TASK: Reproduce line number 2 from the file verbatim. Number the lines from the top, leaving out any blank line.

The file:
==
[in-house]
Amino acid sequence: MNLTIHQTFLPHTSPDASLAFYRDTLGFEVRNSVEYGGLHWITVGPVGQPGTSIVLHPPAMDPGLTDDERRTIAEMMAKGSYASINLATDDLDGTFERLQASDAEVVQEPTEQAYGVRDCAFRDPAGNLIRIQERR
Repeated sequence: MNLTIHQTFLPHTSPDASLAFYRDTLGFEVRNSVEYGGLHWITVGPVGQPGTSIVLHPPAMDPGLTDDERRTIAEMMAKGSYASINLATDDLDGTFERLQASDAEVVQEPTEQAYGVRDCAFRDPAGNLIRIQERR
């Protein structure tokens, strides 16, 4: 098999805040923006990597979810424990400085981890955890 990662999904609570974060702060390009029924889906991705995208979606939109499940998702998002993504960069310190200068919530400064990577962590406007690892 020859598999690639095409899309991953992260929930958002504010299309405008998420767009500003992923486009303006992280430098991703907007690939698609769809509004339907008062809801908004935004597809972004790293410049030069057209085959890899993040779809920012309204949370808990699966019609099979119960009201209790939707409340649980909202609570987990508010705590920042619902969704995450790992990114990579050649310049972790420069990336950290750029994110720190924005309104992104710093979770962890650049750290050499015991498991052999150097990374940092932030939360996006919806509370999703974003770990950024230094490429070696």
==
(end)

Amino acid sequence: MNLTIHQTFLPHTSPDASLAFYRDTLGFEVRNSVEYGGLHWITVGPVGQPGTSIVLHPPAMDPGLTDDERRTIAEMMAKGSYASINLATDDLDGTFERLQASDAEVVQEPTEQAYGVRDCAFRDPAGNLIRIQERR